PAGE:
The global food production system is being tested by Russia's invasion of Ukraine and the price of food in Finland is expected to continue rising this year, according to the Pellervo Economic Research Institute (PTT).
The institute said it expects that the overall price of food will grow by 11 percent this year, with cost growth expected to exceed the general inflation rate already this spring.
"The rise will be clearly greater than the general inflation trend," PTT research director Sari Forsman-Hugg said in a statement.
However, the institute said it was difficult to predict the precise timing of the price increases, but there will be upward pressure on prices across all food products, with major variations among product groups.
Russia's invasion of Ukraine is behind the spike in food prices, but PTT noted that grocery bills were rising even before the war broke out. The institute said its forecast was based on an assumption that the conflict will drag on and that severed economic ties between Russia and the West will continue.
The conflict will have long-lasting effects on the global agricultural and food production sectors, even if the war abruptly ends, according to the institute.
A PTT senior agricultural economist, Päivi Kujala, said Finland's agricultural sector could face the greatest uncertainties and risks next year.
"The risks include weakened financial stability of farmers, possible production reductions or cessations and declines in food self-sufficiency," Kujala said.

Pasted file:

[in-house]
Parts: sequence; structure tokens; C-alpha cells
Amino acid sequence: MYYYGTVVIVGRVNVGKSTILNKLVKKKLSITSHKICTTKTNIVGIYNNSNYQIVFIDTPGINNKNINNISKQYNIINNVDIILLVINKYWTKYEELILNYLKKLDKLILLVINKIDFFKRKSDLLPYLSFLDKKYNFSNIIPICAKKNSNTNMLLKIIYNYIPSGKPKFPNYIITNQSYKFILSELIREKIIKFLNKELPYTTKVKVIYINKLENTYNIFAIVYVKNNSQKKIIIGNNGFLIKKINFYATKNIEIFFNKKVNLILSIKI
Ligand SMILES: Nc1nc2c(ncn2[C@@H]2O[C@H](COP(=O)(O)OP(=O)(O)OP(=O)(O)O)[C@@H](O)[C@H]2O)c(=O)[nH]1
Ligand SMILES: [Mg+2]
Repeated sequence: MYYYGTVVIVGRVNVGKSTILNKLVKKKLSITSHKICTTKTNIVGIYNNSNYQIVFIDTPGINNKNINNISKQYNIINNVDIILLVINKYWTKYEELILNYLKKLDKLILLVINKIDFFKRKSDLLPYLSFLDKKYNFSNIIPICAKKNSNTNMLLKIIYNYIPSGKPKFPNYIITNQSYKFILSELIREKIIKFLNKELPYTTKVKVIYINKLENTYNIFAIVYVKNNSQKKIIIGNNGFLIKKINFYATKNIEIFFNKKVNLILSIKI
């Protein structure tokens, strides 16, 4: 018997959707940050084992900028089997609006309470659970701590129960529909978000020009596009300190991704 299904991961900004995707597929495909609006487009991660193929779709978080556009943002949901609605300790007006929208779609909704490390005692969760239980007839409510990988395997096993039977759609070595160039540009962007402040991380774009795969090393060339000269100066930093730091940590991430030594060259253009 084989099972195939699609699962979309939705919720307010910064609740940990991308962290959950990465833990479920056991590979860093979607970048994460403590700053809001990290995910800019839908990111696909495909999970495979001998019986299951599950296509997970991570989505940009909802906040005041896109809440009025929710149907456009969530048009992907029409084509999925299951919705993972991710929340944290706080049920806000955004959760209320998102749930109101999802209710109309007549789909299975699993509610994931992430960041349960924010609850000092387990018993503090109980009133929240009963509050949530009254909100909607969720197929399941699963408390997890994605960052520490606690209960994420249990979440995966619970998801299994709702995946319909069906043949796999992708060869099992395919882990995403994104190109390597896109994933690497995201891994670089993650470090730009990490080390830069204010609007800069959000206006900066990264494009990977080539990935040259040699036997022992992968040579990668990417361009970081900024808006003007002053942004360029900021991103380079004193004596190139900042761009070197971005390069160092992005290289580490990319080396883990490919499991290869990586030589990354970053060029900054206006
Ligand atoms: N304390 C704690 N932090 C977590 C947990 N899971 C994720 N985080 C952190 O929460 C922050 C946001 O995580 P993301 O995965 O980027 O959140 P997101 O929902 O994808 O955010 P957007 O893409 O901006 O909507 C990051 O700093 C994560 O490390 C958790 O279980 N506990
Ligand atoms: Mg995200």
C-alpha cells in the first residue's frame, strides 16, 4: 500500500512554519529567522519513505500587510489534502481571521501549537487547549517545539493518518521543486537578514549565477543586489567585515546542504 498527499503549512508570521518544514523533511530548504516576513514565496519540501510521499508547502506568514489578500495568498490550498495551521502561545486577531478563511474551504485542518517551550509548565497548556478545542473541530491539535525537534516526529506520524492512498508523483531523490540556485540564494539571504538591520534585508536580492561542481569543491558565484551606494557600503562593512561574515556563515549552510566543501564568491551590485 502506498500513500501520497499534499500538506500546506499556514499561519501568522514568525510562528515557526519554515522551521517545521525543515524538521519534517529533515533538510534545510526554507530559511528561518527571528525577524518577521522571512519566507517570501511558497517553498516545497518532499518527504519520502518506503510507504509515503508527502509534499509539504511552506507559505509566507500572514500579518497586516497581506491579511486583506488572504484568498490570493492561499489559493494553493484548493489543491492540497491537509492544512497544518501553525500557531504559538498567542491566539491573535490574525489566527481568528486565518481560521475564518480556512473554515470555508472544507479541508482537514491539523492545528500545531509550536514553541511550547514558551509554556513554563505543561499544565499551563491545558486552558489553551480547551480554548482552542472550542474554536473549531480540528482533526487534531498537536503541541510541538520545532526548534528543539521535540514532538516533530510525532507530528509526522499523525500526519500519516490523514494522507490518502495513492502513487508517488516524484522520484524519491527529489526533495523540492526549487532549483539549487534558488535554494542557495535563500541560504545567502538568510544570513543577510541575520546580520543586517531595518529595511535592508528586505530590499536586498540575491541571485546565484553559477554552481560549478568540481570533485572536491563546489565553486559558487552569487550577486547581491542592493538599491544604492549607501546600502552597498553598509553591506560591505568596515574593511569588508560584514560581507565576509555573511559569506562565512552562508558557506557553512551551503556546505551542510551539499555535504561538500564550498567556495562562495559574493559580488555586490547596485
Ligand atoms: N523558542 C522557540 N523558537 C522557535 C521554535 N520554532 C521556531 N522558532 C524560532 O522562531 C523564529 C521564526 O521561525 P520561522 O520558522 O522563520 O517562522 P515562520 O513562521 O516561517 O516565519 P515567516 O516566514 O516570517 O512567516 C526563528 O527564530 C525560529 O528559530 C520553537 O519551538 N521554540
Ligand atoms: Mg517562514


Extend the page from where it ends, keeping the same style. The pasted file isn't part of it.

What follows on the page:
The rising prices of food and related problems are not limited to Finland, as Ukraine and Russia have both been major global suppliers of grain, the price of which has risen to peak levels since the war broke out. Many countries are struggling to boost food production independently, but some are facing difficulties due to the rising costs of fertilisers needed to do that.
PTT said Russia has become a significant source of ammonia and potassium-based fertilisers for Finland in recent years.
Finland's livestock sector has suffered in particular due to rising production costs and other farmers have been unable to get needed fertilisers due to liquidity problems, according to the institute.
Security of supply
In terms of food security, Finland's grain production levels are expected to be sufficient this year, if weather conditions are favourable during the growing season, PTT said. It noted that this would require the optimised use of fertilisers as well as ensuring that the farmland that is cultivated is economically viable.
Questions about Finland's security of supply could increase if the war — and related fertiliser availability issues — continue into next year.
The economic institute pointed out that rising food prices will help to increase the overall turnover of Finland's food industry, but exports will drop off and consumers may increasingly switch to more affordable products.
There is also a risk that logistical bottlenecks could delay transportation of raw materials, with PTT noting that the recent outbreak of Covid-19 in China may also cause further disruptions.
However, there is no current risk of food running out in Finland or Europe, but food shortages could be possible if the war in Ukraine evolved into a broader, global conflict, according to the institute.